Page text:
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Stress-test your insurance coverage

Most people don't find out their insurance was inadequate until it's too late. Here's how to gauge the strength of your safety net before life does it for you.

By Insure.com

Insurance is meant to save you from financial disaster. But do you have enough of it -- and the right kind -- to help in a crisis? Put it to the test in the following scenarios.

Car accident stress test

Collision coverage: Let's say you ram your car into something and cause extensive damage to your vehicle. Fortunately you carry collision insurance.

About 72% of drivers carry collision coverage, according to the Property Casualty Insurers Association of America.

If you crash your car without collision insurance, you must pay the repair bills yourself or, if your car is beyond repair, foot the bill for a replacement vehicle.

Deductible: But what if you've chosen a deductible for collision coverage that you can't afford to pay?

State Farm, the nation's largest insurer, says customers have been gradually shifting to higher deductibles over the past few years. That means you pay more upfront costs, and, if your deductible exceeds repair costs, you pay for all the repairs.

Dan Young, the senior vice president of insurance relations for Carstar, which has about 280 collision-repair centers in the U.S., has seen increasing numbers of customers who are unable to afford their insurance deductibles. "Even for accidents reported and paid for, with insurance checks in hand, the customer can't afford their portion of the loss, so it's not being fixed."

Young reports that customers who can afford only partial repairs choose to put their money toward the mechanical fixes but not the body work.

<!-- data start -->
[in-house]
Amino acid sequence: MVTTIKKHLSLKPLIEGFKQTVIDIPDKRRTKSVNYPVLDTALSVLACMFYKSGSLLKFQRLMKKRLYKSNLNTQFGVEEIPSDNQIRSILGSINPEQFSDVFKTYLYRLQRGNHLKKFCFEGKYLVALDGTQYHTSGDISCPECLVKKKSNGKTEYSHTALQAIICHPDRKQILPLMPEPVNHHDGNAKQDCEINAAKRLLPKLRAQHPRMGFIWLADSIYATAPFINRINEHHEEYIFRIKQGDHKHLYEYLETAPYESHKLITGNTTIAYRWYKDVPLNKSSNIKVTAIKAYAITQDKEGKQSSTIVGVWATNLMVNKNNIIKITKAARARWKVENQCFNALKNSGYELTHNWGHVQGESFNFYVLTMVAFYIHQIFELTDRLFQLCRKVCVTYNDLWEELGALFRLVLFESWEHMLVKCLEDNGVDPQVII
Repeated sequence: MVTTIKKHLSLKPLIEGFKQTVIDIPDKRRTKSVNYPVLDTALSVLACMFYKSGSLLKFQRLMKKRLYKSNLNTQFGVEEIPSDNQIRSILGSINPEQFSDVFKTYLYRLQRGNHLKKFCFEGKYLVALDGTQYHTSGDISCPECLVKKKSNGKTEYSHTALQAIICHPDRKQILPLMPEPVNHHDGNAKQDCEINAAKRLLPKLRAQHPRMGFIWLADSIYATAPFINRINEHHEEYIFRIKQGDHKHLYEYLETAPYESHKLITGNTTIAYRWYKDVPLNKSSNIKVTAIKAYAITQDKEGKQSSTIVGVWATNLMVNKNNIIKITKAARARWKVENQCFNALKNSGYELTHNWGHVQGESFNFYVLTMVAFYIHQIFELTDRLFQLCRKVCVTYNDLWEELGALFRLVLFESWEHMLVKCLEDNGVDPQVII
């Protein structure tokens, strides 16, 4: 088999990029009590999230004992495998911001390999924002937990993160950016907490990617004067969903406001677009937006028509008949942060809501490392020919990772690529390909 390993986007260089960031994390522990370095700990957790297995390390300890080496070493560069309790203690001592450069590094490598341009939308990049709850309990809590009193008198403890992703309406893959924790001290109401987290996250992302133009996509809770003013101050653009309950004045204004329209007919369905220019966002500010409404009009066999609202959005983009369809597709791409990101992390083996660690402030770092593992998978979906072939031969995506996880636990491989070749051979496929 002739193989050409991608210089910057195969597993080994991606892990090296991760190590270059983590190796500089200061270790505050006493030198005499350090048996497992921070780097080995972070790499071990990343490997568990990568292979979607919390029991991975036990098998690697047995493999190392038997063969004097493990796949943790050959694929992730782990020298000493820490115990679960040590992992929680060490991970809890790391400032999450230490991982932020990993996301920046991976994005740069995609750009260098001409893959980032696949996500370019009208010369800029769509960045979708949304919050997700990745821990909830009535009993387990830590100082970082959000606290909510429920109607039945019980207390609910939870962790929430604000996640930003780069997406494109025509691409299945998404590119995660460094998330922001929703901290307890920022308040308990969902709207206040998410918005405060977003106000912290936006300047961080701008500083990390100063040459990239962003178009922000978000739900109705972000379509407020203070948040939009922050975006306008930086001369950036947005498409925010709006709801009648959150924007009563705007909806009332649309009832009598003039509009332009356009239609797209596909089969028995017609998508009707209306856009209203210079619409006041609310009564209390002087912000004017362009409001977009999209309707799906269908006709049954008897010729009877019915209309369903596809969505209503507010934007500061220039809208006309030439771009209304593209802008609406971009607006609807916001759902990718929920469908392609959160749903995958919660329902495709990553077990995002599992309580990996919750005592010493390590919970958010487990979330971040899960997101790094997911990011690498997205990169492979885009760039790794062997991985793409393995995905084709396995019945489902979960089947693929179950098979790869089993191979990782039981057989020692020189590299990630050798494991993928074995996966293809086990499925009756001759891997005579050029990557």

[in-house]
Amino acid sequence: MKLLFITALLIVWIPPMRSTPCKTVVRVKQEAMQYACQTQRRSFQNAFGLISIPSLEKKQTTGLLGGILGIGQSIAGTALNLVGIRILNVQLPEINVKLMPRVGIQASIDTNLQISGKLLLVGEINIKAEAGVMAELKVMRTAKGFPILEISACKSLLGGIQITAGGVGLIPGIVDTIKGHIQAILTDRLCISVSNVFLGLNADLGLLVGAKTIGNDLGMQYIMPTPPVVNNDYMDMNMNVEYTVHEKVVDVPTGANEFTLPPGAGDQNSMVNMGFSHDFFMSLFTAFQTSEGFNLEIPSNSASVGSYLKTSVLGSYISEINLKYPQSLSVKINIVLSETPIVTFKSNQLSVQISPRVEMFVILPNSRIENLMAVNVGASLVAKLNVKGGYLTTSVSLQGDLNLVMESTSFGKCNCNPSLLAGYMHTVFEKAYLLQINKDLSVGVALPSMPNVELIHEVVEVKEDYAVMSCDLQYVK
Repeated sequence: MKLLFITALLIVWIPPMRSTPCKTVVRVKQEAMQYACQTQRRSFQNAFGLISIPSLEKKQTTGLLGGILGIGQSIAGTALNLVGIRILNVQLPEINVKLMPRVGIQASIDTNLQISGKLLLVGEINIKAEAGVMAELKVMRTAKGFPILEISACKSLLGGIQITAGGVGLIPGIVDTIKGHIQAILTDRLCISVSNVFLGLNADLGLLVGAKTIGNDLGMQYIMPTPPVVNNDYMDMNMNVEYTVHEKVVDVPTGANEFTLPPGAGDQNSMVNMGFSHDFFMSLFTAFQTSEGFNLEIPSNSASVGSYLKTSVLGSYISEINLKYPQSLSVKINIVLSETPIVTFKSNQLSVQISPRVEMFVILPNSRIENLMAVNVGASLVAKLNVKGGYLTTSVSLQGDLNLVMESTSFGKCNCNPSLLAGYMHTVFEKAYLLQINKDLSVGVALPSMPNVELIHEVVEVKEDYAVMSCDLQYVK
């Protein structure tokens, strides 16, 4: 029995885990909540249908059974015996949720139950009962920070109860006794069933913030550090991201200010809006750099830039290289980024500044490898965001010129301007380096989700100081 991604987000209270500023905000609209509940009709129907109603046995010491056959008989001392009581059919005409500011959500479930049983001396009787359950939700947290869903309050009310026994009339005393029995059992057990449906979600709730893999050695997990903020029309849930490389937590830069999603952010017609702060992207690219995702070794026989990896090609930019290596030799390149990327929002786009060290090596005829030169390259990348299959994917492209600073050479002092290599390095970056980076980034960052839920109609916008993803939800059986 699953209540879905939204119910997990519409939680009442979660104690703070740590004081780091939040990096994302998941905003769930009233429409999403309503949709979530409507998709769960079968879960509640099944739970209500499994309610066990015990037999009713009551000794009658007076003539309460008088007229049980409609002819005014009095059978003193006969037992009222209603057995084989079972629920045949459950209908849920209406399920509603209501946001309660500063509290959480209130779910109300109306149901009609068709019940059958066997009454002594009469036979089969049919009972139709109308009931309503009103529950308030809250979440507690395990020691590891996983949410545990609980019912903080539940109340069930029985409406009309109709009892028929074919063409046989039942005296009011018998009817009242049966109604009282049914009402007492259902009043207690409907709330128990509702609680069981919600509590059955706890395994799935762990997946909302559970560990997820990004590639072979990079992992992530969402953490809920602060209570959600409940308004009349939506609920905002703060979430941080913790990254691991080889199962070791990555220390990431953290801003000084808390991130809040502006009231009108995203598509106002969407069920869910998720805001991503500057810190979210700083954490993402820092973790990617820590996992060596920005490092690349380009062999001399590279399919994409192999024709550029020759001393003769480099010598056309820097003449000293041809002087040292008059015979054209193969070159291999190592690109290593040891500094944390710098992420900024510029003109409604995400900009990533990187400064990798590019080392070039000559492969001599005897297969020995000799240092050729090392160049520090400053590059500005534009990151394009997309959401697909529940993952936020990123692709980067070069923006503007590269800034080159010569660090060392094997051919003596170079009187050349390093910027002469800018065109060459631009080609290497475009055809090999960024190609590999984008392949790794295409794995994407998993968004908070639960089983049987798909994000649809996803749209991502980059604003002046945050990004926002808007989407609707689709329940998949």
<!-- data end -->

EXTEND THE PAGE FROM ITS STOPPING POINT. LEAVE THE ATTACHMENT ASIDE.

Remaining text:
Liability coverage: Now let's say you crash into someone else. If you cause a car accident that damages someone else's property or causes injuries, your liability insurance pays out.

But if you carry only your state's minimum for liability coverage, you could be on the hook for some whopping bills. The injured party can come after your assets for damage amounts above your insurance limits.

The Insurance Information Institute recommends liability coverage of 100/300/50 (translating to $100,000 for injury liability for one person, $300,000 for all injuries per accident and $50,000 for property damage).

But state minimums are far below recommended amounts. Florida minimums are 10/20/10. California minimums are 15/30/5. According to the insurance institute, in 2007 the average bodily injury liability-claim payment was $12,296.

Uninsured motorist coverage: Now let's imagine an uninsured motorist crashes into you, and fortunately you carry uninsured motorist coverage.

In these economic times, it's more important than ever to protect yourself against other drivers who fail to maintain proper coverage, or any coverage at all.

The Insurance Research Council estimates that one in six drivers will be uninsured by next year. Florida's uninsured rate was 23% in 2007, and you can bet it's gone up with the economic downturn. Higher still are uninsured populations in New Mexico (29%), Mississippi (28%), Alabama (26%) and Oklahoma (24%).

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Flood stress test

Water, water everywhere: Let's say you carry home insurance but not flood insurance, because you don't live near a body of water and you've never seen a flood in your neighborhood.

Water is a common cause of home damage, but home insurance doesn't cover flooding. Consider this: The National Flood Insurance Program, which offers flood policies nationwide, says one-third of all claims it pays are for policies in "low-risk" communities.

Additionally, the program estimates that 2 inches of water in your house would cause $7,800 in damage. Try out the program's Cost of Flooding tool for other estimates.

The same goes for earthquakes: Standard home insurance policies don't cover earthquakes. For that you need a separate quake policy or an endorsement to your home insurance. And it's not just Californians who should be on guard: According to the insurance institute, earthquakes have occurred in 39 states in the past 100 years.

Continued: Divorce stress test

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